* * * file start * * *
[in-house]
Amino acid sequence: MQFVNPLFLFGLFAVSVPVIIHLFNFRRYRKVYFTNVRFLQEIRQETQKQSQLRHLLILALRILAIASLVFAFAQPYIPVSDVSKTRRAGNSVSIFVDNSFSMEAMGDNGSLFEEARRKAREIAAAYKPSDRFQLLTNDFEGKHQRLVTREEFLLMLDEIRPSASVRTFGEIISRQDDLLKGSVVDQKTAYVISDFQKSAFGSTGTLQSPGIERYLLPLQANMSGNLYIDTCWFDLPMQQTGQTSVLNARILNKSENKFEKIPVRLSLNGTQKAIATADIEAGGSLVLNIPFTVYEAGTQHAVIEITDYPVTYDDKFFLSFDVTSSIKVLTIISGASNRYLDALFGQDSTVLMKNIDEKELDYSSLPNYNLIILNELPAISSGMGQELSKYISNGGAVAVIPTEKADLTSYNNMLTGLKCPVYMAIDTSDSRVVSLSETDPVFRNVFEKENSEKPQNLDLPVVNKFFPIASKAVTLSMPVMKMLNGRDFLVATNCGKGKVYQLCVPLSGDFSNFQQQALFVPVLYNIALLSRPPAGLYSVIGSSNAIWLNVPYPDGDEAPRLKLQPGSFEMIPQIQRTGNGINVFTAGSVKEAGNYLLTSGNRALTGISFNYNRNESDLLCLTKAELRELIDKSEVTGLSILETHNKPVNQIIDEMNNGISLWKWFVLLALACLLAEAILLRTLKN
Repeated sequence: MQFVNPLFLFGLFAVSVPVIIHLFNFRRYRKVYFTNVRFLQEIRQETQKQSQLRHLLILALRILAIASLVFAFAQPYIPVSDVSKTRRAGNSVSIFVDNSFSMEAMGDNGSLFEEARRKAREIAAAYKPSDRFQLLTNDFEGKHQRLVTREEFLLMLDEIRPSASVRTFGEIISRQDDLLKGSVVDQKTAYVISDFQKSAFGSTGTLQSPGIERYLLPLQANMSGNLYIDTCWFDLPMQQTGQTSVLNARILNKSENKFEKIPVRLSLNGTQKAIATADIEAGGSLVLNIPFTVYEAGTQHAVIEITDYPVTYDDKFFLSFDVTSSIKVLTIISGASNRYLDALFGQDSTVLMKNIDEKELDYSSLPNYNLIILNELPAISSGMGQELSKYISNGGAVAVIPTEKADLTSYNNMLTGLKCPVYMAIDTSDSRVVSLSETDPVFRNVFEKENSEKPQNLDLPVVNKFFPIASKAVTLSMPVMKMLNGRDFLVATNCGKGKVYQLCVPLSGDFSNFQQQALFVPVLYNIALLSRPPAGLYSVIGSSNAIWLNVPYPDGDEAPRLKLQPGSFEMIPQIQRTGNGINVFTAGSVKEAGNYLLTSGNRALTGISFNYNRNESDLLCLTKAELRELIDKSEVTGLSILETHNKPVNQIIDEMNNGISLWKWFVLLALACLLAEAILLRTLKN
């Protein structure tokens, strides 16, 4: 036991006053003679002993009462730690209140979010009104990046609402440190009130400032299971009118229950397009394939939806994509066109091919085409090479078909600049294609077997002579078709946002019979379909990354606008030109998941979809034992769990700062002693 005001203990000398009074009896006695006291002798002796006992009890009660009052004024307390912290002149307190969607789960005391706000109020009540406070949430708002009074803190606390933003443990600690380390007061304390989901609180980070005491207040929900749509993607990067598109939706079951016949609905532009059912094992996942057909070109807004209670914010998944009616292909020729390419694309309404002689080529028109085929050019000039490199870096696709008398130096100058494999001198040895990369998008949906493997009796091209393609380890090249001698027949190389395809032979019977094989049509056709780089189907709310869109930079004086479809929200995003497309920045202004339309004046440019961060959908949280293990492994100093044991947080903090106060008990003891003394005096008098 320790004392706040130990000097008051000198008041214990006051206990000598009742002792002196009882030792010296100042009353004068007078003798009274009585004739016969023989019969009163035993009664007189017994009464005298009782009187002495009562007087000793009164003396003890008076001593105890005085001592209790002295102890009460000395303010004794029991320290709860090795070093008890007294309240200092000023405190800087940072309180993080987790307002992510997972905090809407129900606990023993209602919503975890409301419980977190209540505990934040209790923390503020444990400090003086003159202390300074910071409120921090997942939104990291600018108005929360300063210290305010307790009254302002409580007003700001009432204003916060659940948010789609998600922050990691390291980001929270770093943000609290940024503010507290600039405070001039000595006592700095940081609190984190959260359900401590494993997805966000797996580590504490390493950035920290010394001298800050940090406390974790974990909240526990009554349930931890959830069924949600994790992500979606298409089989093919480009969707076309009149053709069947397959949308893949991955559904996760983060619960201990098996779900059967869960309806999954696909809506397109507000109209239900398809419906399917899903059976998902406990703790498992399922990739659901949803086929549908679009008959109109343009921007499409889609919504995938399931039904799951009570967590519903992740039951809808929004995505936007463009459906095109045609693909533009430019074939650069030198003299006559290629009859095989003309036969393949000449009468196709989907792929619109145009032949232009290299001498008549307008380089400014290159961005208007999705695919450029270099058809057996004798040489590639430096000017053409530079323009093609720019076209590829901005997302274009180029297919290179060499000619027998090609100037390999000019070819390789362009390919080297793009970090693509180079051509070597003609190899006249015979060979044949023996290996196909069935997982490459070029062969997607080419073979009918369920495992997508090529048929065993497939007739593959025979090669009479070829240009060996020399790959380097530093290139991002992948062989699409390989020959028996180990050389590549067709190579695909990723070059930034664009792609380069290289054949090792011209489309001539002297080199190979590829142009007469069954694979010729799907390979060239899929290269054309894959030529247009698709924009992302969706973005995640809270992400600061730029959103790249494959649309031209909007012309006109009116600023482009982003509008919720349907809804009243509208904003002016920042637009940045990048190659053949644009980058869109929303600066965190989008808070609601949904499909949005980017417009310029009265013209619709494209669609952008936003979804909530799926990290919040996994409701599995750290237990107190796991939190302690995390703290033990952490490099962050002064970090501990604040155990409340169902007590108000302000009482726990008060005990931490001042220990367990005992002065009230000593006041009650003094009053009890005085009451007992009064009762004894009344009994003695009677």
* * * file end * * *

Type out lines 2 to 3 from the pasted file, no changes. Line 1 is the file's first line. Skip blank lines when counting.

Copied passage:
Amino acid sequence: MQFVNPLFLFGLFAVSVPVIIHLFNFRRYRKVYFTNVRFLQEIRQETQKQSQLRHLLILALRILAIASLVFAFAQPYIPVSDVSKTRRAGNSVSIFVDNSFSMEAMGDNGSLFEEARRKAREIAAAYKPSDRFQLLTNDFEGKHQRLVTREEFLLMLDEIRPSASVRTFGEIISRQDDLLKGSVVDQKTAYVISDFQKSAFGSTGTLQSPGIERYLLPLQANMSGNLYIDTCWFDLPMQQTGQTSVLNARILNKSENKFEKIPVRLSLNGTQKAIATADIEAGGSLVLNIPFTVYEAGTQHAVIEITDYPVTYDDKFFLSFDVTSSIKVLTIISGASNRYLDALFGQDSTVLMKNIDEKELDYSSLPNYNLIILNELPAISSGMGQELSKYISNGGAVAVIPTEKADLTSYNNMLTGLKCPVYMAIDTSDSRVVSLSETDPVFRNVFEKENSEKPQNLDLPVVNKFFPIASKAVTLSMPVMKMLNGRDFLVATNCGKGKVYQLCVPLSGDFSNFQQQALFVPVLYNIALLSRPPAGLYSVIGSSNAIWLNVPYPDGDEAPRLKLQPGSFEMIPQIQRTGNGINVFTAGSVKEAGNYLLTSGNRALTGISFNYNRNESDLLCLTKAELRELIDKSEVTGLSILETHNKPVNQIIDEMNNGISLWKWFVLLALACLLAEAILLRTLKN
Repeated sequence: MQFVNPLFLFGLFAVSVPVIIHLFNFRRYRKVYFTNVRFLQEIRQETQKQSQLRHLLILALRILAIASLVFAFAQPYIPVSDVSKTRRAGNSVSIFVDNSFSMEAMGDNGSLFEEARRKAREIAAAYKPSDRFQLLTNDFEGKHQRLVTREEFLLMLDEIRPSASVRTFGEIISRQDDLLKGSVVDQKTAYVISDFQKSAFGSTGTLQSPGIERYLLPLQANMSGNLYIDTCWFDLPMQQTGQTSVLNARILNKSENKFEKIPVRLSLNGTQKAIATADIEAGGSLVLNIPFTVYEAGTQHAVIEITDYPVTYDDKFFLSFDVTSSIKVLTIISGASNRYLDALFGQDSTVLMKNIDEKELDYSSLPNYNLIILNELPAISSGMGQELSKYISNGGAVAVIPTEKADLTSYNNMLTGLKCPVYMAIDTSDSRVVSLSETDPVFRNVFEKENSEKPQNLDLPVVNKFFPIASKAVTLSMPVMKMLNGRDFLVATNCGKGKVYQLCVPLSGDFSNFQQQALFVPVLYNIALLSRPPAGLYSVIGSSNAIWLNVPYPDGDEAPRLKLQPGSFEMIPQIQRTGNGINVFTAGSVKEAGNYLLTSGNRALTGISFNYNRNESDLLCLTKAELRELIDKSEVTGLSILETHNKPVNQIIDEMNNGISLWKWFVLLALACLLAEAILLRTLKN